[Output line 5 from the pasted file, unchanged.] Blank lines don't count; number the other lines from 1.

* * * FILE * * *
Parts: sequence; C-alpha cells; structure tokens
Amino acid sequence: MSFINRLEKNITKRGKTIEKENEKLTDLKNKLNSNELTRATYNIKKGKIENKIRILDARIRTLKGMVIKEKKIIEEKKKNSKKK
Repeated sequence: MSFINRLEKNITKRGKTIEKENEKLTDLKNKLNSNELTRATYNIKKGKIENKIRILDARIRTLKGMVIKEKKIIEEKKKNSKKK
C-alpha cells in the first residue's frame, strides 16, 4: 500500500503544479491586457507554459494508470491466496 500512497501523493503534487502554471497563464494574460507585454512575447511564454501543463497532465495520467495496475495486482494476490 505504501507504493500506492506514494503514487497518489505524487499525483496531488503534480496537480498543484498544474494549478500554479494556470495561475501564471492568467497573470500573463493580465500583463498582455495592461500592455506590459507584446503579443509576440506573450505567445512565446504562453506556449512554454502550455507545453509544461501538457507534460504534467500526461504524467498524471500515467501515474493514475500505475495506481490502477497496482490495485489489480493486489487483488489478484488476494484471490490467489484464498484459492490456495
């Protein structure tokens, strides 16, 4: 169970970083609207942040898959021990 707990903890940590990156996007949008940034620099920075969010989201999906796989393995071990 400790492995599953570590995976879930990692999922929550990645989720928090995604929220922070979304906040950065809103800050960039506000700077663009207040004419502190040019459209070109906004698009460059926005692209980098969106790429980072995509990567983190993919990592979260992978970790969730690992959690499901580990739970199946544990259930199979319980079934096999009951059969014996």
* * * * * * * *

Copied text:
């Protein structure tokens, strides 16, 4: 169970970083609207942040898959021990 707990903890940590990156996007949008940034620099920075969010989201999906796989393995071990 400790492995599953570590995976879930990692999922929550990645989720928090995604929220922070979304906040950065809103800050960039506000700077663009207040004419502190040019459209070109906004698009460059926005692209980098969106790429980072995509990567983190993919990592979260992978970790969730690992959690499901580990739970199946544990259930199979319980079934096999009951059969014996």